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#savetheturtles: A Seaspiracy Earth Day 

#savetheturtles: A Seaspiracy

Netflix recently released their new environmental documentary called Seaspiracy. It follows a filmmaker, Ali Tabrizi, trying to learn about the harm that humans cause to the ocean and its ecosystems. As he gets deeper and deeper into the topic, he finds out that there is more to the story than he originally thought. 

He begins his journey by looking into whales and dolphins, then discovers that there is an enormous global overfishing problem. Expectedly, he finds that large corporations are controlling how we consume.

This topic has really been something that I have been trying to pay a lot more attention to recently. After watching documentaries like Seaspiracy and The Social Dilemma. Large companies will do whatever they can to blame anyone else but themselves for a problem they’ve created. In Seaspiracy we see The Marine Stewardship (MSC) which claims to sell sustainable fish; however, we learn that it is not possible to fish sustainably in such large quantities. The MSC website promotes buying their “sustainable” fish. They do this because the company that owns this organization will benefit from people paying more for “sustainable” fish. 

Additionally, green washing and blue washing are real problems. Green (or blue) washing is when a company will change their marketing strategy to look more eco-friendly but will not actually change anything in their production to be more sustainable. Unsuspecting consumers who mean well are being lured into buying consumables that look like they are eco-friendly but are just as bad as, if not worse, than what they were buying before. People who try to be eco-conscious are told by these organizations to find sustainable alternatives like drink from a reusable straw, buy sustainable fish, etc., but sustainable fish does not exist and straws are not our biggest problem. These are just ways for major companies to stay in control.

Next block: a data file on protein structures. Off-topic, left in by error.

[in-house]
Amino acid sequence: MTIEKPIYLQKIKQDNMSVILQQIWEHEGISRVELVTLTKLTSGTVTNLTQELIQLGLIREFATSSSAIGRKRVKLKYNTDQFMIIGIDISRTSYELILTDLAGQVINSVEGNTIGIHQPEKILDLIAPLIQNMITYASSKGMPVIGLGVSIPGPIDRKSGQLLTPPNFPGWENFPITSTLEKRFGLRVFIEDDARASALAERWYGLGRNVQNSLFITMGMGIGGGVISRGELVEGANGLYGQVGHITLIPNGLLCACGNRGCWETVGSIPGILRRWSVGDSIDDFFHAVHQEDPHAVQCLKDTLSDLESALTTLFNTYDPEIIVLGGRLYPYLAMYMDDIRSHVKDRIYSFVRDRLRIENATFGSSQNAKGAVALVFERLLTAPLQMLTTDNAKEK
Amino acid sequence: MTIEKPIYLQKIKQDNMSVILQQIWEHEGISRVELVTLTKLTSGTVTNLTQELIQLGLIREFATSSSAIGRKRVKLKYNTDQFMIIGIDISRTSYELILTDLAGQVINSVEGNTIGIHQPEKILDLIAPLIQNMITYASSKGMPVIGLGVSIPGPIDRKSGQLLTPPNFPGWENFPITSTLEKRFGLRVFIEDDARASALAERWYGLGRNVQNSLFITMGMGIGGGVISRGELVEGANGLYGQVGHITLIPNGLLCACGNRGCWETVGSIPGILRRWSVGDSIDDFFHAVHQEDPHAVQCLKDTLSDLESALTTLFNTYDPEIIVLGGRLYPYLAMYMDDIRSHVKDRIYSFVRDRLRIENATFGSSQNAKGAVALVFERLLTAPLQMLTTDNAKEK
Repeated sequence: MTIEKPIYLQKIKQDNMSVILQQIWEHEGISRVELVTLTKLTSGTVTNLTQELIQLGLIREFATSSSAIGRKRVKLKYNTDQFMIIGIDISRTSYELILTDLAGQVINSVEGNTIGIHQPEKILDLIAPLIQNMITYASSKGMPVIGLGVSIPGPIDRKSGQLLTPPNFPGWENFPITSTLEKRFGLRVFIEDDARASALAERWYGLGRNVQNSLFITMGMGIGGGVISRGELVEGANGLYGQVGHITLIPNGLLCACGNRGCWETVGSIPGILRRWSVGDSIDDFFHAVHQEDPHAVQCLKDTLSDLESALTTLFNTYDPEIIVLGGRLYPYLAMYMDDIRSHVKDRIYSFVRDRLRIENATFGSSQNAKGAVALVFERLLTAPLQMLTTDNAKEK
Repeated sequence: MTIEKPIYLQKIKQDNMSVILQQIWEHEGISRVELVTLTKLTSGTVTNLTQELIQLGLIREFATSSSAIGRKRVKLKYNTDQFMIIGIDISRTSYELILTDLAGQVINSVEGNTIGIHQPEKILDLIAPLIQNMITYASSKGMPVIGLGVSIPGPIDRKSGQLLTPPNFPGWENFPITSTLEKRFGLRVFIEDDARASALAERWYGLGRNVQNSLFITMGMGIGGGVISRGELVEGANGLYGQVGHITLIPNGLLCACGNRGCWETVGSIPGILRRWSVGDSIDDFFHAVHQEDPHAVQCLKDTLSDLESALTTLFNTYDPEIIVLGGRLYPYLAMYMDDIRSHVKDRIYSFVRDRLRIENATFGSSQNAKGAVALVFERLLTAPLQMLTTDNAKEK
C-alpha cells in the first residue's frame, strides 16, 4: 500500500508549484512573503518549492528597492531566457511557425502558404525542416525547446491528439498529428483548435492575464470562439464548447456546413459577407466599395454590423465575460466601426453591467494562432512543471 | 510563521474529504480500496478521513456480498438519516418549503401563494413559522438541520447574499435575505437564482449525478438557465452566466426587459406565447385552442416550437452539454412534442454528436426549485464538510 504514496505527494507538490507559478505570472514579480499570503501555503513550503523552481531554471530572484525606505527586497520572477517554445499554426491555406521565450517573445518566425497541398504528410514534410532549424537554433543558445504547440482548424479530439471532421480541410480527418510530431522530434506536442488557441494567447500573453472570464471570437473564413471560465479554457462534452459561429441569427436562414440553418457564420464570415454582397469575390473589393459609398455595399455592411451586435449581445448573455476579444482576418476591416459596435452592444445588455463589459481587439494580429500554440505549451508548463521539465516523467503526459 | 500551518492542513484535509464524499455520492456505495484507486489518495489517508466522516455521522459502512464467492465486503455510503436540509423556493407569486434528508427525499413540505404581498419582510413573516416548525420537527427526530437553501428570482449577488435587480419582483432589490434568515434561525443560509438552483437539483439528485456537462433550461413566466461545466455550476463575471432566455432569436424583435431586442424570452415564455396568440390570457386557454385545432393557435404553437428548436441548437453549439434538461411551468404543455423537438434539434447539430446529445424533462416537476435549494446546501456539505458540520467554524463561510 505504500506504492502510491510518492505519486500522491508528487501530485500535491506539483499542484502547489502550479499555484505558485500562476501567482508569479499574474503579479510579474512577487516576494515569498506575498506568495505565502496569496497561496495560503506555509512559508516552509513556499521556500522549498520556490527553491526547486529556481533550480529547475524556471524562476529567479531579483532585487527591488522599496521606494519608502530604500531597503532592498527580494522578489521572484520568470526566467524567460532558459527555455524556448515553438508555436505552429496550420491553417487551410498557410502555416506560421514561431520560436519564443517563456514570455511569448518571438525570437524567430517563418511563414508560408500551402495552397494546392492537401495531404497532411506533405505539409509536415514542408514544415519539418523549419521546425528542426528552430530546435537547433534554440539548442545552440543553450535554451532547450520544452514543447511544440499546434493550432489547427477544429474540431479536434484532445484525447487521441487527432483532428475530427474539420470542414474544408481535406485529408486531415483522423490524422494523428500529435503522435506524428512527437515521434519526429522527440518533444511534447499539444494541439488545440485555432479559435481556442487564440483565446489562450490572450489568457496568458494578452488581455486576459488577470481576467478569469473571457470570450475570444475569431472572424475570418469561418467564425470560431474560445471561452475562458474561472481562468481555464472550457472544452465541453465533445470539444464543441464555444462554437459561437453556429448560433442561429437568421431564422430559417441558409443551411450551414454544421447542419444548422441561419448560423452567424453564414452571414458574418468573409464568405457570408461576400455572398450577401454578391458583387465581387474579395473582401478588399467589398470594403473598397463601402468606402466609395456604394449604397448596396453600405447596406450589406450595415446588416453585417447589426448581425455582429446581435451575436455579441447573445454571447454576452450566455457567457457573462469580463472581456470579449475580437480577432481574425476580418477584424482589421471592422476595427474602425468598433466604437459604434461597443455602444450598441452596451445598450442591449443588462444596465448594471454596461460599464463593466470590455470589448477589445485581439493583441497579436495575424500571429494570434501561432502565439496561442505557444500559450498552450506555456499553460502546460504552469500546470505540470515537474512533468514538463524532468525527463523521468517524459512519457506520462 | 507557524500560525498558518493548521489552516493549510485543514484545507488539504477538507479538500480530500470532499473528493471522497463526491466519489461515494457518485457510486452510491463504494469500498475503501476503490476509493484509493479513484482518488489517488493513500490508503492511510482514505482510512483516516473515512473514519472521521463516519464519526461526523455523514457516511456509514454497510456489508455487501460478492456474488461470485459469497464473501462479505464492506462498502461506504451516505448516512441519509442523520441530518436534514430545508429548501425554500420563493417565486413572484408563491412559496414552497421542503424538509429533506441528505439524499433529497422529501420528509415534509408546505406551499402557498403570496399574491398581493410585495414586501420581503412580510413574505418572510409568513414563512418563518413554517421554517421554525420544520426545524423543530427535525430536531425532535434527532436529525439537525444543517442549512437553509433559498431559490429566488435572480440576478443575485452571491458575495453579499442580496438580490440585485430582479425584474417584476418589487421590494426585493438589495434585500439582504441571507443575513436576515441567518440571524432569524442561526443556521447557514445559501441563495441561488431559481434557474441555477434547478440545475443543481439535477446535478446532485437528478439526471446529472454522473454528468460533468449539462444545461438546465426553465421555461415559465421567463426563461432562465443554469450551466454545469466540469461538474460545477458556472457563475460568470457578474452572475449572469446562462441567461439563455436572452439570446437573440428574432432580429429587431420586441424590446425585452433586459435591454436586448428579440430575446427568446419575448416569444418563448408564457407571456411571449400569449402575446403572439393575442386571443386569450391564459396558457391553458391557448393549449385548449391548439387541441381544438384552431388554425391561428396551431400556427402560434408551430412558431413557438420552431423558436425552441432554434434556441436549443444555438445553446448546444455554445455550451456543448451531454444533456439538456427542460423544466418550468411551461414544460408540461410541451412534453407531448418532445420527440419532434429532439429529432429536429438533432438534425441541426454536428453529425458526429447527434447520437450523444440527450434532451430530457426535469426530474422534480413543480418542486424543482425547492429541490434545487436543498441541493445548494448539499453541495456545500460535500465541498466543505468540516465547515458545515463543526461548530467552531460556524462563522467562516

Those who were able to eat at Vanier’s cafeteria before COVID might know that there was a debate between the students and the cafeteria staff regarding straws. Some wanted straws to be banned, some wanted straws to be recyclable/compostable, and some did not care. This debate was not only at Vanier, it was all over the world. Consumers were blamed for the death of sea turtles who would most certainly die if you used a straw. In reality according to National Geographic, straws make up only about 0.03% of the ocean’s plastic pollution. The biggest polluters are the fishing companies. However, they blame the consumer so that they are not held accountable. 

This is how large companies continue to get rich while consumers are blamed and made to change their ways in order to shift the blame away from them. 

Tabrizi’s principal goal for this documentary was to learn from whale and dolphin deaths. He noticed that more and more whales were dying because they had bellies full of plastic. According to a CBC article by The Associated Press, there was a whale found in Indonesia in 2018 with 115 plastic cups in its stomach, along with other things.

As he did more and more investigating, he found that whales, dolphins, and sharks are crucial for the oceans ecosystems to thrive. It is not difficult to see if one observes nature enough that everything is connected. There is a delicate balance that if we play too much with, will only cause us harm. 

It is important that we are careful of the amount of plastic that we consume as well as how we dispose of it. It is also important that we educate ourselves about real issues and continue to look for reliable sources and not the fake stuff that big companies want us to know. 

By Rebecca Mononen


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